Building Green: Embracing Sustainability with Biophilic Design
Climate change is an ever-increasing concern. We are essentially living amid a crisis, and as such, it is vitally important that we start undertaking more drastic measures to mitigate further damage to protect and sustain the planet.
Already, governments and organizations across the globe are enacting programs and pushing for regulations to combat climate change. However, while corporations and governments carry the brunt of the responsibility, it is also up to smaller companies and everyday people to start adopting more sustainable practices. One such way of doing this is through sustainable building practices and green home renovations that prioritize biophilic home design.
While many building companies and homeowners have been adopting more sustainable practices for years now, biophilic design is a much more focused approach. Biophilic design heavily prioritizes the importance of bringing nature into the building environment to establish a deeper connection with nature and reduce the building’s impact on the environment.
Biophilic design stems from the term “Biophilia,” which was first introduced in the 70s by psychoanalyst Erich Fromm in his book The Anatomy of Human Destructiveness. Fromm stated that biophilia stood for the “passionate love of life and all that is alive.” The term was later used by many scientists and philosophers, including Edward O. Wilson who explained that biophilia claims there is a link with nature that is not only psychological, but genetic as well.
In other words, it’s about the human tendency toward wanting to connect and be one with nature. From these beliefs, biophilic design was born as it exists today — bringing nature back into our structures and community spaces to reconnect with nature. With it, we can be more mindful of our impact on the environment.
Biophilic design has become particularly important to many builders and homeowners today as escalating digitalization and urbanization have created even more of a gap between how we live our lives and our connection to nature. Thus, biophilic design has become a way for people to reclaim that connection, and find their way back to living happier, healthier lives that are more symbiotic with the natural world.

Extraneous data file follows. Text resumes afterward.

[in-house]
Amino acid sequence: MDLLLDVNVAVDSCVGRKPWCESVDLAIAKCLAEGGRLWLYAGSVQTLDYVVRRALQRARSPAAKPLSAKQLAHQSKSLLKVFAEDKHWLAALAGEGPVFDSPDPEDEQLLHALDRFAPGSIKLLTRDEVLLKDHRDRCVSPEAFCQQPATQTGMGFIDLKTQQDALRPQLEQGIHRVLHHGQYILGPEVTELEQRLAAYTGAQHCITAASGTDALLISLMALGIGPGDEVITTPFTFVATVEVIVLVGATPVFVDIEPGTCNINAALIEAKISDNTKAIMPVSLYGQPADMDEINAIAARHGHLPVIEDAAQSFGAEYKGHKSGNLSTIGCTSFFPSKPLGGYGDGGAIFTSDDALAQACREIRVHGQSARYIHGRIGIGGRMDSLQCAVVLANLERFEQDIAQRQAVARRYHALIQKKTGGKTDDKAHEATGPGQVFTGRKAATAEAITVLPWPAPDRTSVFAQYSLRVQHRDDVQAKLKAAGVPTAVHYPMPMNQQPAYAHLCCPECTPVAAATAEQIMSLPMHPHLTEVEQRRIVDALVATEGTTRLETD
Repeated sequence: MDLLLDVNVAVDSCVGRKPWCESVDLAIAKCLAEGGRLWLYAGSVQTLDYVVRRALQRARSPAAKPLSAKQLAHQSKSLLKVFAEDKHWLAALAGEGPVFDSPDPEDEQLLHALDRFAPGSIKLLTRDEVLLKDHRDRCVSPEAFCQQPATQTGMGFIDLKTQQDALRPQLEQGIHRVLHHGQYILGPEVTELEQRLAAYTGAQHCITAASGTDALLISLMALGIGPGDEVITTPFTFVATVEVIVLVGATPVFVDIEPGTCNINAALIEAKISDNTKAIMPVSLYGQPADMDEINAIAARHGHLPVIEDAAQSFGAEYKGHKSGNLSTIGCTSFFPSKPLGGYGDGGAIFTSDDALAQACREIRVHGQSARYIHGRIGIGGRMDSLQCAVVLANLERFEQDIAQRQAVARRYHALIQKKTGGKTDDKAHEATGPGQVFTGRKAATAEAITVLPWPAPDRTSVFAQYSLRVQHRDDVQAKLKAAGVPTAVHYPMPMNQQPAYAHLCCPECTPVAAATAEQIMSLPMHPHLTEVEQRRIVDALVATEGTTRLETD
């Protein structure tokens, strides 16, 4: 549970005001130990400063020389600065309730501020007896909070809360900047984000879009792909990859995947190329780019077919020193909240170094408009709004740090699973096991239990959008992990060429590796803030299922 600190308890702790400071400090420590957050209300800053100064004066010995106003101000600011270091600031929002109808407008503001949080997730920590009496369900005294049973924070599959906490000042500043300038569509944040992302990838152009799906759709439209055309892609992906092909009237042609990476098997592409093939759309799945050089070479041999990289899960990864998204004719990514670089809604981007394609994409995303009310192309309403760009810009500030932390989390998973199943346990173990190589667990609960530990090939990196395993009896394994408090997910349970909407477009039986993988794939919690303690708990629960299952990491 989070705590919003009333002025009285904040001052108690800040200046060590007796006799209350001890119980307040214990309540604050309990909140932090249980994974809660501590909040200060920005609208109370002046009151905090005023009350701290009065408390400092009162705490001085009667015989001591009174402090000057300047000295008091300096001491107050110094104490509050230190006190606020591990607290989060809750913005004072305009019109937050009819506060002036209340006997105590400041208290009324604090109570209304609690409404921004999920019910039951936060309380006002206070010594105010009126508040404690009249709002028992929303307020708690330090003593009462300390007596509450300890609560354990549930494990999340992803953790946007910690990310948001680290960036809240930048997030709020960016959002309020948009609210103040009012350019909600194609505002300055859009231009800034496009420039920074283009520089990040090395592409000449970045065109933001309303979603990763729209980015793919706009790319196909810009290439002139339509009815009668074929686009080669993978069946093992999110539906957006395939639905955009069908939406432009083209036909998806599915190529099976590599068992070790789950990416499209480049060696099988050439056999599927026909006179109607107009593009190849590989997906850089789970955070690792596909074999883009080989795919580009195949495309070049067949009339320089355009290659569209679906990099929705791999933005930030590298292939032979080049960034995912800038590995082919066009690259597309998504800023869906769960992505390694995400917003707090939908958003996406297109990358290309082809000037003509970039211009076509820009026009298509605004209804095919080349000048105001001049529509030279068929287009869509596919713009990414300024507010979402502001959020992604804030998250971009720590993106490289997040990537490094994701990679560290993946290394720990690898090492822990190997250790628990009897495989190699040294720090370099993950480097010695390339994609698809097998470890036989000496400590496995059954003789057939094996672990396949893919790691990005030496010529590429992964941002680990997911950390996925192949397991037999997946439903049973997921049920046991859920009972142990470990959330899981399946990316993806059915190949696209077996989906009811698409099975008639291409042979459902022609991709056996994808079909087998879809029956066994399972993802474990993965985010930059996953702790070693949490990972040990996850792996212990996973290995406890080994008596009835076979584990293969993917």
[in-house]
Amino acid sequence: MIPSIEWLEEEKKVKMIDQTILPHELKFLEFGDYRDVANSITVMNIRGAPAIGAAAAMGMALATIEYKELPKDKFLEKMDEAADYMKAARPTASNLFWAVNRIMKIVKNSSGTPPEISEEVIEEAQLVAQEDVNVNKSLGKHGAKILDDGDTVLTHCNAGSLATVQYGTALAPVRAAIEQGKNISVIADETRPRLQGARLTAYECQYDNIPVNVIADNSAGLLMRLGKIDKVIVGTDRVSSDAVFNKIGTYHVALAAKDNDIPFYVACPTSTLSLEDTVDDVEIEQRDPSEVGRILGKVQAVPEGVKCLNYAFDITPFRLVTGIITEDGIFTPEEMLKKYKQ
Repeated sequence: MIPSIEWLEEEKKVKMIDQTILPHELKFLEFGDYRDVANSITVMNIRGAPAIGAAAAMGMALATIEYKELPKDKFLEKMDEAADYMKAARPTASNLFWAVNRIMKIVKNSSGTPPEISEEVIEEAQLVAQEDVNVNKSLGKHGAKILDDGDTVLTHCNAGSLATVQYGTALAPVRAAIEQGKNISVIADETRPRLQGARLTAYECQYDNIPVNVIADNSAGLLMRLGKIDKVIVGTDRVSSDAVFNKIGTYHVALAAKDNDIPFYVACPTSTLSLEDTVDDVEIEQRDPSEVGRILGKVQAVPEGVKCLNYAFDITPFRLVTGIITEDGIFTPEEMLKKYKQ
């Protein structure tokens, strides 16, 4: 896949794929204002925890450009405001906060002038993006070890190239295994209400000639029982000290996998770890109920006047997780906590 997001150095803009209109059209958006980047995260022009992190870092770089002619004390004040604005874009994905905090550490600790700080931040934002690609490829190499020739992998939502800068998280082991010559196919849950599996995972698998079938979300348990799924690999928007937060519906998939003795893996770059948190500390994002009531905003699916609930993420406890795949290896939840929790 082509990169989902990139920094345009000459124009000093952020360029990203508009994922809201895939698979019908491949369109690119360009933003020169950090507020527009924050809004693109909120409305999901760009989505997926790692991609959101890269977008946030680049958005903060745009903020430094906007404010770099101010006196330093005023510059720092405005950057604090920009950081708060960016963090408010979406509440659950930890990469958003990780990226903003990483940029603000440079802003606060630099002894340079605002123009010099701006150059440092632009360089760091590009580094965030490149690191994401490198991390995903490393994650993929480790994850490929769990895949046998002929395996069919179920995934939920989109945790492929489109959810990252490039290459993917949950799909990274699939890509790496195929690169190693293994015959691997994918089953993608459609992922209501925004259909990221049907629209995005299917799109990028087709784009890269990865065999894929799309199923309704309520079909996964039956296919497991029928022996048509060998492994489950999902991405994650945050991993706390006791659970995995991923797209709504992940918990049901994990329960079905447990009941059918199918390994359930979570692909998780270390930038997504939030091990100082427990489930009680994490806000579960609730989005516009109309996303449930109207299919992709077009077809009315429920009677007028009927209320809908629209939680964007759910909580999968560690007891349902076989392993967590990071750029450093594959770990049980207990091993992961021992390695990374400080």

As climate change becomes an ever-expanding threat, the need for more sustainability in homebuilding and other structures becomes increasingly vital. Globally, 35% of energy consumption and emissions come from the building sector, with 8% from non-residential buildings, 5% from the building and construction industry, and 22% from residential homes.
Unfortunately, the construction industry historically has been very slow to adopt sustainable advances and practices, but the technology and resources are already available to do better. The key is for more people to start pushing for greener designs, especially in their homes. Focusing on biophilic design specifically could help propel the construction industry forward and help people lead more sustainable lives for a greener future.
Below are some specific biophilic design practices and green home ideas for those interested in designing and building more sustainable homes.
When first planning the utility function of a home, designing for the conservation of water and energy is crucial. These are perhaps two of the biggest resources used in residential homes, or in any building for that matter, so it’s important to find ways to reduce usage to limit the impact the building has on the environment.
For water, you can install greywater tanks or systems to repurpose used water. Rainwater collection tanks can also be utilized to repurpose water for things like watering the landscape or garden, or even for the toilet and showering. Low-flow plumbing fixtures can also help cut back on water usage.
For energy conservation, you can look to renewable energy sources and energy-efficient home appliances and electronics. This includes solar panels, energy-saving HVAC systems, LED lighting, and Energy Star appliances. Installing more windows and skylights can also help bring in more sunlight so you don’t have to use electricity as much during the day.
The goal should be to harness natural energy as much as possible, so the home can be more self-sustaining. This can significantly reduce reliance on non-renewable resources, such as fossil fuels, which can be damaging to the environment.
A key element in biophilic design is bringing the outside in. The more nature you can incorporate into the building design, the better. This not only helps create more sustainable homes, but it is also better for the health of those living inside the home as it improves air quality, helps alleviate stress, reduces allergens, and enhances overall well-being.